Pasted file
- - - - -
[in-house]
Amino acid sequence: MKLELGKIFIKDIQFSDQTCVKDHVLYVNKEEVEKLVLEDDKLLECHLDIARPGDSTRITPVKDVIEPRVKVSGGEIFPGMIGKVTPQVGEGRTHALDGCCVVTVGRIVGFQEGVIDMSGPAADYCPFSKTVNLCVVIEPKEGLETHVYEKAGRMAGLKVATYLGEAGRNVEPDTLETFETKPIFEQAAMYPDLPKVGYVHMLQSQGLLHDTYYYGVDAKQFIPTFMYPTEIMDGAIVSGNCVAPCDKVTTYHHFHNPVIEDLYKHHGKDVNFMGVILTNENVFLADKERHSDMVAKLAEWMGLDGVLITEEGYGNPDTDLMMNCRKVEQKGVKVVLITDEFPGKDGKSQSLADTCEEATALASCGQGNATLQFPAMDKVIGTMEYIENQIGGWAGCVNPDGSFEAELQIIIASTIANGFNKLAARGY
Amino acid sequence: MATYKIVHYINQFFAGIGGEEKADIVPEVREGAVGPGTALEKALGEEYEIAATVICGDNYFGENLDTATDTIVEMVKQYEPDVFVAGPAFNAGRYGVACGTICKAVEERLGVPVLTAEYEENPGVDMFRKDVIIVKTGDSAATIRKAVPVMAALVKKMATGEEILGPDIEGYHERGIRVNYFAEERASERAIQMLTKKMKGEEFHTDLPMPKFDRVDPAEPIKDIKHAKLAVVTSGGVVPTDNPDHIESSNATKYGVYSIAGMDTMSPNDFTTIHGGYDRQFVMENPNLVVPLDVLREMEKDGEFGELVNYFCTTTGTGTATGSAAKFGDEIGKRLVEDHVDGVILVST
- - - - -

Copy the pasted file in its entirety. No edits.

[in-house]
Amino acid sequence: MKLELGKIFIKDIQFSDQTCVKDHVLYVNKEEVEKLVLEDDKLLECHLDIARPGDSTRITPVKDVIEPRVKVSGGEIFPGMIGKVTPQVGEGRTHALDGCCVVTVGRIVGFQEGVIDMSGPAADYCPFSKTVNLCVVIEPKEGLETHVYEKAGRMAGLKVATYLGEAGRNVEPDTLETFETKPIFEQAAMYPDLPKVGYVHMLQSQGLLHDTYYYGVDAKQFIPTFMYPTEIMDGAIVSGNCVAPCDKVTTYHHFHNPVIEDLYKHHGKDVNFMGVILTNENVFLADKERHSDMVAKLAEWMGLDGVLITEEGYGNPDTDLMMNCRKVEQKGVKVVLITDEFPGKDGKSQSLADTCEEATALASCGQGNATLQFPAMDKVIGTMEYIENQIGGWAGCVNPDGSFEAELQIIIASTIANGFNKLAARGY
Amino acid sequence: MATYKIVHYINQFFAGIGGEEKADIVPEVREGAVGPGTALEKALGEEYEIAATVICGDNYFGENLDTATDTIVEMVKQYEPDVFVAGPAFNAGRYGVACGTICKAVEERLGVPVLTAEYEENPGVDMFRKDVIIVKTGDSAATIRKAVPVMAALVKKMATGEEILGPDIEGYHERGIRVNYFAEERASERAIQMLTKKMKGEEFHTDLPMPKFDRVDPAEPIKDIKHAKLAVVTSGGVVPTDNPDHIESSNATKYGVYSIAGMDTMSPNDFTTIHGGYDRQFVMENPNLVVPLDVLREMEKDGEFGELVNYFCTTTGTGTATGSAAKFGDEIGKRLVEDHVDGVILVST